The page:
Ossicles — Mantelpiece
(Karisma KAR094, 2012/2015, CD)
by Jon Davis, Published 2015-10-12
To a certain extent, Ossicles could be considered another example of my new genre (see the previous O.R.k. review), but Mantelpiece fortunately deviates from the most common features of modern progressive rock as exemplified by Porcupine Tree. This young Norwegian duo of cousins Sondre (drums, percussion, vocals, keyboards) and Bastian (guitars, vocals, bass, upright bass, keyboard) Veland has assembled a set of tunes that combine both youthful energy and artistic maturity (in spite of their still being teenagers at the time of this recording, apparently). Their original independent release got them attention from such luminaries as Steven Wilson, and resulted in Karisma reissuing it. The first thing you hear is Mellotron flute, joined by other keyboards in a slow-moving, atmospheric composition that lures you into thinking it’s going to be a mellow, spacey album. But then comes the strumming acoustic guitar of “Luna’s Light,” which is reminiscent of something that might have appeared on Stupid Dream. Melodic, tightly arranged, with beautifully harmonized vocals and emotional lyrics. Keyboards provide good support, with Mellotron strings and electric piano most prominent. With the next track, “1400,” things start to take off, with some tricky rhythms on the bass and drums, very inventive stuff, and a distorted organ joins the keyboard arsenal. There are also some taped voices and sound effects, a trend which reappears from time to time throughout the rest of the album. The bass and drums work into a kind of funky groove, propelled along by the electric piano, but don’t lose the proggy edge. As for what’s coming up… if you haven’t already, just check out the video for “Watersoul II” and come back after you’ve watched it. About 3:30 in, they start an instrumental section with bass and drums that’s just stunning. The video’s imagery starts getting stranger and stranger as the musical complexity ramps up. This is a supreme example of artistry (I’m referring to the music, though the video qualifies as well), and should earn them many fans around the world. And while that is probably the pinnacle of Mantelpiece, the rest of the album is by no means pale by comparison. In an interesting choice, the tracks following “Watersoul II” tend more towards the atmospheric side. The album ends with “Silky Elm,” a massive track just shy of 29 minutes that starts with seven minutes of drone with Indian vocalizing and tablas, them morphs into a leisurely, building rock tune in varying meters. In fact, my only fault for Mantelpiece is the sheer wealth of riches: at 77 minutes, it’s too long, but all the tracks are strong. “Silky Elm” would probably have been better served by a separate release as an EP. It can certainly stand on its own, and the album would be even stronger at a more concise length. This is surely one of the best debut albums in recent memory, and if they can keep it up, this Norwegian band should prove a force to be reckoned with. Their second album is slated for release in November, and I’m anxious (and a little scared) to hear it.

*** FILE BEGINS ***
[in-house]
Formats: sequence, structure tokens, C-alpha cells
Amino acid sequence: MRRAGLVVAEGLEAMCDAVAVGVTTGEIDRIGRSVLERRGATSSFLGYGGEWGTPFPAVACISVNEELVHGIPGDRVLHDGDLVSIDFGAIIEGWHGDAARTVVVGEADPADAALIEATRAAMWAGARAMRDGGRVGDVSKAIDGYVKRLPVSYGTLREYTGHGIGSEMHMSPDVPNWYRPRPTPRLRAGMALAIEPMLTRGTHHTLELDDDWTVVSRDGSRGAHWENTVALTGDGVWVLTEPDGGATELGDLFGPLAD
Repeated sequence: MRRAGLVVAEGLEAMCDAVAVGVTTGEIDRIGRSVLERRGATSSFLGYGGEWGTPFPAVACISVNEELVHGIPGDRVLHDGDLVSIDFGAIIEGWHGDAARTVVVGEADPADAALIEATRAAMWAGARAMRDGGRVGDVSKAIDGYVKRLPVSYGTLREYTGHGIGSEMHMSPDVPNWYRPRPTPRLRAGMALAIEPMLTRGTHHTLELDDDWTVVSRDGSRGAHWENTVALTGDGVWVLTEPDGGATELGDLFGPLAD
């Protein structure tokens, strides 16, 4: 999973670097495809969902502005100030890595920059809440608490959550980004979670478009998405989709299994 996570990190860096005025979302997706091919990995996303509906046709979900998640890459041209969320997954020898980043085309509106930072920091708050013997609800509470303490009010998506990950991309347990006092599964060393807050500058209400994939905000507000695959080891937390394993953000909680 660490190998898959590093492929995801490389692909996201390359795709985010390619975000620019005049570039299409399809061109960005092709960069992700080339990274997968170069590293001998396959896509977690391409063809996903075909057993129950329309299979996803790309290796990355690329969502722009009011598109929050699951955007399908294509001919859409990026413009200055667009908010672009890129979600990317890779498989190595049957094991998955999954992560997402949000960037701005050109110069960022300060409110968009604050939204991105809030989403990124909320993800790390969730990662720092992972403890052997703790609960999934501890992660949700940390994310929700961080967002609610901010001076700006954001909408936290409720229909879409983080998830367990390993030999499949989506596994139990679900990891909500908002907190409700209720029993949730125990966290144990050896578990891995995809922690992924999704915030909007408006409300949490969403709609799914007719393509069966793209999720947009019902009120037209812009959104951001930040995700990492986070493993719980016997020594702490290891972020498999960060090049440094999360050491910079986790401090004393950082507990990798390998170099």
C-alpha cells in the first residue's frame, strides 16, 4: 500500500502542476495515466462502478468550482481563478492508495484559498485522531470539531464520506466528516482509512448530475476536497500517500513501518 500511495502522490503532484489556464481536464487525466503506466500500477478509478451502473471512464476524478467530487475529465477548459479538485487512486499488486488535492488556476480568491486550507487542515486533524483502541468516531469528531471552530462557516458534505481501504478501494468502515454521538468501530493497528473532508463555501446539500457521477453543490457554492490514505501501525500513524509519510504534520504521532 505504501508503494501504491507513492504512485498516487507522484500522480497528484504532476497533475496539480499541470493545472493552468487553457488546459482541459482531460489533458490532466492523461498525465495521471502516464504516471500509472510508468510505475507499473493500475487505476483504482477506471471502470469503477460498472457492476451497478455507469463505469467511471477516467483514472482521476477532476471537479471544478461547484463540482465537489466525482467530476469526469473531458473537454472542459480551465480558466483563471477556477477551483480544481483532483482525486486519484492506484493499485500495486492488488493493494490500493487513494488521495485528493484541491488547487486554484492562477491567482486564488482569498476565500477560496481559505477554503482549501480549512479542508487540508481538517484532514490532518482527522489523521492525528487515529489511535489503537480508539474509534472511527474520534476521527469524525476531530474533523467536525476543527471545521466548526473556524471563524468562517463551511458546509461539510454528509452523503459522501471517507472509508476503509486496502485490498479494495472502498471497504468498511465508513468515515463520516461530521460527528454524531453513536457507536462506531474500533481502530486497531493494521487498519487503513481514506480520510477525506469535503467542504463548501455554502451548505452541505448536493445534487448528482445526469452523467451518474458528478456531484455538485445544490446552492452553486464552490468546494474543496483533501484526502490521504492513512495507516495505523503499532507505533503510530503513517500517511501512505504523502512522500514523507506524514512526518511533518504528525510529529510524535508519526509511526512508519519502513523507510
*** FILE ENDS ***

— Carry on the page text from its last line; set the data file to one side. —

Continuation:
Related artist(s): Ossicles
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